From Beaker to Barrel
Meet Rebekah Wineburg, a chemist who couldn’t resist the lure of the vineyard, and Quintessa’s new winemaker.
Q: Did you grow up with wine?
A: I grew up in Washington, D.C., and my family drank wine, but we’re not wine collectors. When I was 16, we went to Napa and I was fascinated by fermentation science and the chemistry of winemaking. That’s what first gave me the idea of becoming a winemaker, and in college I had a chemistry professor who encouraged me as well.
Q; What was your first really great bottle?
A: While I was in Davis, studying wine and viticulture for my master’s degree, I went to dinner with my father and we ordered a half-bottle of Ornellaia. It was a profound experience. I went right back to school and enrolled in an Italian class. I took Italian for a year, translated my cover letter and résumé into Italian and applied for jobs—and I actually got a job at Ornellaia. All because I tasted one wine, I had to go there.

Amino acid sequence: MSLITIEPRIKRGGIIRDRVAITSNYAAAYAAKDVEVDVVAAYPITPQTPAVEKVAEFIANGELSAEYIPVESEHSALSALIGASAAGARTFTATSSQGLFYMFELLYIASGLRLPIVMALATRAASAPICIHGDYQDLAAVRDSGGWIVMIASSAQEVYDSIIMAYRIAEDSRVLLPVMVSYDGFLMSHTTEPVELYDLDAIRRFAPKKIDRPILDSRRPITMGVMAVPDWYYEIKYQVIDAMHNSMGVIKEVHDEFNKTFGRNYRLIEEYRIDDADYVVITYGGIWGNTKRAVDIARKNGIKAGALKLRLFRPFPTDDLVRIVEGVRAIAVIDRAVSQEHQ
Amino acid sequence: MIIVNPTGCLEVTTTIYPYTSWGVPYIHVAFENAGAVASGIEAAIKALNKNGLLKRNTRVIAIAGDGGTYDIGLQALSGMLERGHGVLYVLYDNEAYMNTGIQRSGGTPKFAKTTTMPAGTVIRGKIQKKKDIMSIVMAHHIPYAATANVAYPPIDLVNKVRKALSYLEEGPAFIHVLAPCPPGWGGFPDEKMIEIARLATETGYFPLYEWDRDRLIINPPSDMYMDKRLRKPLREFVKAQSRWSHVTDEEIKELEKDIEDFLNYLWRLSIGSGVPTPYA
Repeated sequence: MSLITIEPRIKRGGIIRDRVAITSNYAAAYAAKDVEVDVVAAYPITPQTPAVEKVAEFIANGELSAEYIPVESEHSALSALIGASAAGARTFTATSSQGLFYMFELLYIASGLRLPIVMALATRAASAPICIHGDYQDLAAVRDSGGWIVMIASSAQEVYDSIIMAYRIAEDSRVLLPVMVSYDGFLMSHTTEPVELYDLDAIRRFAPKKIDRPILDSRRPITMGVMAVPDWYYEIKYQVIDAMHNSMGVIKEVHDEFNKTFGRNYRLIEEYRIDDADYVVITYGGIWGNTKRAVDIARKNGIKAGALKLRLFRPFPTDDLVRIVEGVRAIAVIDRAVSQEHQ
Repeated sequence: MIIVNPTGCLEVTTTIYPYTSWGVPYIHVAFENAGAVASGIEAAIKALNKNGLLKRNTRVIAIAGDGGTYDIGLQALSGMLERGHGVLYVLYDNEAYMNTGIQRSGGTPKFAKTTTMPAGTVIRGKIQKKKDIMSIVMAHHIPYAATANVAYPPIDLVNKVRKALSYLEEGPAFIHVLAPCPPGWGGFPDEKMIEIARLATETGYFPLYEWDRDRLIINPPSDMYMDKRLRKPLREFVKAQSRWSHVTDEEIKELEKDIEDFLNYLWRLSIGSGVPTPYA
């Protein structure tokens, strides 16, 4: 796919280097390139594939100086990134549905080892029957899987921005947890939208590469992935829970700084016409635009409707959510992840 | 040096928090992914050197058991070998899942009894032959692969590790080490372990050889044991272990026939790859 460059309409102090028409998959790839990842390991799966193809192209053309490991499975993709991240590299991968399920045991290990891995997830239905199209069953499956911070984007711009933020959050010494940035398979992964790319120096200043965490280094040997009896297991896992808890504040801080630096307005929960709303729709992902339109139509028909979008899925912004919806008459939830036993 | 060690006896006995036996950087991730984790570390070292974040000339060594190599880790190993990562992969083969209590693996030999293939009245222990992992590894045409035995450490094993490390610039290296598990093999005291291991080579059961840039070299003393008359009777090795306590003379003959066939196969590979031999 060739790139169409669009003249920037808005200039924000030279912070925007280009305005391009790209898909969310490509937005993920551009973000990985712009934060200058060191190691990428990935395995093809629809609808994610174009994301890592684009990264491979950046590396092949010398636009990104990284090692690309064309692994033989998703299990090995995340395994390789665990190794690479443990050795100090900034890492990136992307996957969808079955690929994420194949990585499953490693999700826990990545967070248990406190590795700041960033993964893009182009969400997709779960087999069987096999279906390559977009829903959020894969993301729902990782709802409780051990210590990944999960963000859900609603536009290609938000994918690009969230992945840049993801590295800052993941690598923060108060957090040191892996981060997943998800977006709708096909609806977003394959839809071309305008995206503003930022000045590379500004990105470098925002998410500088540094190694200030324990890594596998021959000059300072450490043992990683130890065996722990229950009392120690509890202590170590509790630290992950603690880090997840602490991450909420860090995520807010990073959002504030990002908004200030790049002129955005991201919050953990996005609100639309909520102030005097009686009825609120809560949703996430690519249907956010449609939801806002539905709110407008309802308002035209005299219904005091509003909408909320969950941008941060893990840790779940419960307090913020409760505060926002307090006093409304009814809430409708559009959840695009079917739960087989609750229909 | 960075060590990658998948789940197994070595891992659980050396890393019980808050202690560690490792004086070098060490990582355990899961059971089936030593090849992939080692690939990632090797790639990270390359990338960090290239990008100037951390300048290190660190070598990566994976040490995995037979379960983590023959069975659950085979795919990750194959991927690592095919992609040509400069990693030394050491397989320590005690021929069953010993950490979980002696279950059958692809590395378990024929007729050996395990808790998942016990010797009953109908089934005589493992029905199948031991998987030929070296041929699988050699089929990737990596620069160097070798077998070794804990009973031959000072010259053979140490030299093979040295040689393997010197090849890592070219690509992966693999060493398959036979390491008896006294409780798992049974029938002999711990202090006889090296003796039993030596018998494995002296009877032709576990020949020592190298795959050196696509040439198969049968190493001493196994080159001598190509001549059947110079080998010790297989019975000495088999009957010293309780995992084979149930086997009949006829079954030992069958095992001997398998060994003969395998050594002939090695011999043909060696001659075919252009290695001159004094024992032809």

Q: That experience sounds like the opposite of a chem lab.
A; Yeah, science got me interested in wine, but it’s the intangible, the beauty of wine that keeps me interested. I like understanding why something is happening, but wine is so complex that you can never really understand it all. There really is a magic to it; you can’t define what makes it beautiful, what’s made it a part of people’s lives for so long.
Q: What drew you to Napa?
A: It’s fun to work in a New World region where the rules haven’t already been written. And in Napa, you also have great tradition and great terroir.
Q: Is it exciting to take the reins at Quintessa?
A: A dream come true. The estate is like its own little country—you have a lake, a valley, a river, and hillsides—and I spend a lot of time walking the vineyard, getting a handle on all the far little corners, getting a core sense of what Quintessa is. That’s what my mission is, too. The Huneeus family calls it being a “soul keeper”: Understanding the estate and understanding how it can be portrayed in the wine. I hadn’t heard that term before, but I like it.
Q: What’s your first big project?
A: Most of the vineyard is still the original plantings from 1990, and we’re embarking on a replanting program that’ll take us into the next generation of Quintessa. That’s our focus right now: really looking at our soils and at what varieties, what clones, are going to bring Quintessa into the future. •